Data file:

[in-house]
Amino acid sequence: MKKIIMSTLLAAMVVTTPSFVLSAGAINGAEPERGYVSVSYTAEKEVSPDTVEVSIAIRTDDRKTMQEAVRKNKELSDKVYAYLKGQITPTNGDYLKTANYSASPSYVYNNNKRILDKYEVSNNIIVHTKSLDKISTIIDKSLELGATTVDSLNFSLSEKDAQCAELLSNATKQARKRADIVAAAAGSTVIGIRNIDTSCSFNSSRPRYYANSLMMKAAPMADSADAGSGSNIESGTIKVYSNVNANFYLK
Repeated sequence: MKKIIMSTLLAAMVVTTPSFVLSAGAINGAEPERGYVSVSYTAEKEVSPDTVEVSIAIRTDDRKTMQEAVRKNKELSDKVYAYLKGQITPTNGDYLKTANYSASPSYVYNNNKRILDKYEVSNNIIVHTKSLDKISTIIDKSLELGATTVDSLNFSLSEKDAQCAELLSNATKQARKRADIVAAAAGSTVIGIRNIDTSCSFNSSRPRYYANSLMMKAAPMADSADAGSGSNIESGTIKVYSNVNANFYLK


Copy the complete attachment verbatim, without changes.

[in-house]
Amino acid sequence: MKKIIMSTLLAAMVVTTPSFVLSAGAINGAEPERGYVSVSYTAEKEVSPDTVEVSIAIRTDDRKTMQEAVRKNKELSDKVYAYLKGQITPTNGDYLKTANYSASPSYVYNNNKRILDKYEVSNNIIVHTKSLDKISTIIDKSLELGATTVDSLNFSLSEKDAQCAELLSNATKQARKRADIVAAAAGSTVIGIRNIDTSCSFNSSRPRYYANSLMMKAAPMADSADAGSGSNIESGTIKVYSNVNANFYLK
Repeated sequence: MKKIIMSTLLAAMVVTTPSFVLSAGAINGAEPERGYVSVSYTAEKEVSPDTVEVSIAIRTDDRKTMQEAVRKNKELSDKVYAYLKGQITPTNGDYLKTANYSASPSYVYNNNKRILDKYEVSNNIIVHTKSLDKISTIIDKSLELGATTVDSLNFSLSEKDAQCAELLSNATKQARKRADIVAAAAGSTVIGIRNIDTSCSFNSSRPRYYANSLMMKAAPMADSADAGSGSNIESGTIKVYSNVNANFYLK